At trial, the State alleged that Brewington communicated a threat to Judge Humphrey, with the intent of placing him in fear of retaliation for issuing the divorce decree in this case…. [T]he State argued that Brewington issued several different types of threats …. We focus our analysis on whether Brewington threatened Judge Humphrey by expressing an intent to expose him “to hatred, contempt, disgrace, or ridicule.” [According to the State’s appellate brief, this threat consisted of his posts calling Humphrey a “child abuser” after the decision, and not of any statement such as, “if you decide against me, I will publicly label you a child abuser." -EV] …

[T]he offense of intimidation in Indiana shares common language with past statutes outlawing blackmail. See Meek v. State, 205 Ind. 102 (1933) (quoting a statute defining blackmail, in relevant part, as “accusing or threatening to accuse[ ] any person of any crime punishable by law, or of any immoral conduct which, if true, would tend to degrade and disgrace such person, or in any way subject him to the ridicule or contempt of society”)…. [T]he crime consists of threatening the victim with the intention of placing the victim in fear for a prior lawful act. The truthfulness of the threatened disclosure is not necessarily relevant to prosecution because the harm, placing a victim in fear, occurs whether the publicized conduct is true or false….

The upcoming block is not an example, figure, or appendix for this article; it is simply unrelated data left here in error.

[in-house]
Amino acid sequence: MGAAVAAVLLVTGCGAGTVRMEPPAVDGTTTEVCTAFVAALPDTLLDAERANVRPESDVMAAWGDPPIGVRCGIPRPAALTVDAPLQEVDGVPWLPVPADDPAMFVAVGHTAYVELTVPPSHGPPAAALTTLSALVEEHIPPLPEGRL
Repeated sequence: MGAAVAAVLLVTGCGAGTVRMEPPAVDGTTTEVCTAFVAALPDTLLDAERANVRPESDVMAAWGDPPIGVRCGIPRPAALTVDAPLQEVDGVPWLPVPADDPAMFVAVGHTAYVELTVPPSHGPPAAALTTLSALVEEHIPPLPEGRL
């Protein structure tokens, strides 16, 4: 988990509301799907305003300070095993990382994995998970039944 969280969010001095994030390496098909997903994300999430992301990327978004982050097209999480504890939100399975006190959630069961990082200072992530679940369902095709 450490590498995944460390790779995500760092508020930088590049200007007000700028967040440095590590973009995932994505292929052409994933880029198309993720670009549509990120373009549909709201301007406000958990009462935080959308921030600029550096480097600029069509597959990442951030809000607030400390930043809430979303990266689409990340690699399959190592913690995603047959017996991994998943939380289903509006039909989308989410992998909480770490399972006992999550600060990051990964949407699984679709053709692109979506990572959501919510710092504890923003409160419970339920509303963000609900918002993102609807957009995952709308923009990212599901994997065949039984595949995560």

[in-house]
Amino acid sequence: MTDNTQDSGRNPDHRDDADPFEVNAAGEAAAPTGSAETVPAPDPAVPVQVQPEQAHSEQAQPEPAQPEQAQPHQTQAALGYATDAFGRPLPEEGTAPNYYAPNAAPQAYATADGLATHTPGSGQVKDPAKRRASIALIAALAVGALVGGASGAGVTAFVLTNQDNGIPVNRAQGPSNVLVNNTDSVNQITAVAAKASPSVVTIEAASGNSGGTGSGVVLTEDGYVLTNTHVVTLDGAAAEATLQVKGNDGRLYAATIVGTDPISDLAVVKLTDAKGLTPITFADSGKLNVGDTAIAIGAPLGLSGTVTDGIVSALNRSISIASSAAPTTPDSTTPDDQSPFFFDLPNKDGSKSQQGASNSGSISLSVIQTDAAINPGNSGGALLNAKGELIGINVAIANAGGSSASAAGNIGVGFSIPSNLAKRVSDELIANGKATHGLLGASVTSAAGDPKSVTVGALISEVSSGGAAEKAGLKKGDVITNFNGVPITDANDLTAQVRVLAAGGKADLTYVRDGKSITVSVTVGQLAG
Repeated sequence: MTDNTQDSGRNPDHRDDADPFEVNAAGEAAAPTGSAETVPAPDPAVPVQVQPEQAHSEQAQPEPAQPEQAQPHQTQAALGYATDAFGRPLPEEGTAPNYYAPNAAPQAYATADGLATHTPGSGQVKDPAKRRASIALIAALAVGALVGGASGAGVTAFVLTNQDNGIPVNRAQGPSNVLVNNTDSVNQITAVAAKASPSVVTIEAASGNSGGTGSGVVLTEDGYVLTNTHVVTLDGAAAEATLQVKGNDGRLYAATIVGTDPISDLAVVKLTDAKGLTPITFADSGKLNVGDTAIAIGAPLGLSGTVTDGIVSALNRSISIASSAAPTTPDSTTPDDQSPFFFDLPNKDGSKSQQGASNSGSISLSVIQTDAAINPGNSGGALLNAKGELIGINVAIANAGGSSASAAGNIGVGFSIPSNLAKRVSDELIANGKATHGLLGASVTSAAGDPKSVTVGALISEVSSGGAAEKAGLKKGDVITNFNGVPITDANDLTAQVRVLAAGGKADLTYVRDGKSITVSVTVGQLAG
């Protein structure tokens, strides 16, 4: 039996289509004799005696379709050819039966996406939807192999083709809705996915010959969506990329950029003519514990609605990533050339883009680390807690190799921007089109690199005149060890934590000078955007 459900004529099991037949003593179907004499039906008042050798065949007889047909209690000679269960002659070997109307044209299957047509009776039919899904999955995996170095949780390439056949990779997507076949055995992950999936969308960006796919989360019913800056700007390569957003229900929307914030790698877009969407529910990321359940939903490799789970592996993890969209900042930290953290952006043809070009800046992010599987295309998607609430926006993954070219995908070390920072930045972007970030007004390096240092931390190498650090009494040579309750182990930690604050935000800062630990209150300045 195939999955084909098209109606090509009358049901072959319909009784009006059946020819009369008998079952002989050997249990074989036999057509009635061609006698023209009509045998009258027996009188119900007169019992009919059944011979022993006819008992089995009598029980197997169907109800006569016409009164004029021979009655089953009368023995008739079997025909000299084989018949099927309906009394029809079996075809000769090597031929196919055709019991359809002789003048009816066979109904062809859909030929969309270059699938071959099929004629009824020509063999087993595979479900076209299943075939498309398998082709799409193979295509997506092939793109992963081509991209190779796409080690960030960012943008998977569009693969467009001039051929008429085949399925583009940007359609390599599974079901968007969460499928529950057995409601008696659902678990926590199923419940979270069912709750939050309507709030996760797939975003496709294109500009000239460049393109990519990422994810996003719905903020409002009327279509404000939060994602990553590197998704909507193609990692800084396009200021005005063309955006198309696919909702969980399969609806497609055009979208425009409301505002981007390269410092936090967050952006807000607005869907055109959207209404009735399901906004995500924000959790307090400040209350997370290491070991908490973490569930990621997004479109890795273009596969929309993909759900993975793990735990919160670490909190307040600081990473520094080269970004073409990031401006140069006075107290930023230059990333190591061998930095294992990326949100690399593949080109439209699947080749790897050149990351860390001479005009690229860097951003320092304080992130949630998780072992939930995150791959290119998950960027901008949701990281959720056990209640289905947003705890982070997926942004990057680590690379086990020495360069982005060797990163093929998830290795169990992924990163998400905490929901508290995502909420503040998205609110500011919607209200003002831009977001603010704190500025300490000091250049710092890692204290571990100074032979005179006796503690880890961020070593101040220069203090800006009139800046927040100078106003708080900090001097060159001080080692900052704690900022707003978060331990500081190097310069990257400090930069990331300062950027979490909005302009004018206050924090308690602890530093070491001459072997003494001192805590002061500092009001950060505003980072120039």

[W]e conclude that it is irrelevant whether the conduct Brewington intended to disclose to the public actually occurred or was an outright fabrication…. [T]he State was not required to provide evidence that Brewington’s public statements about Judge Humphrey were knowingly false.

Today, the Indiana Supreme Court rejected this reasoning from the Indiana Court of Appeals. The statute, the court concluded, could not constitutionally be applied to threats of exposure to contempt through opinion, or even through sincere factual errors (assuming the speech is on a matter of public concern). Threats of constitutionally unprotected libel or slander can be punished under the statute, but threats of harsh criticism cannot be: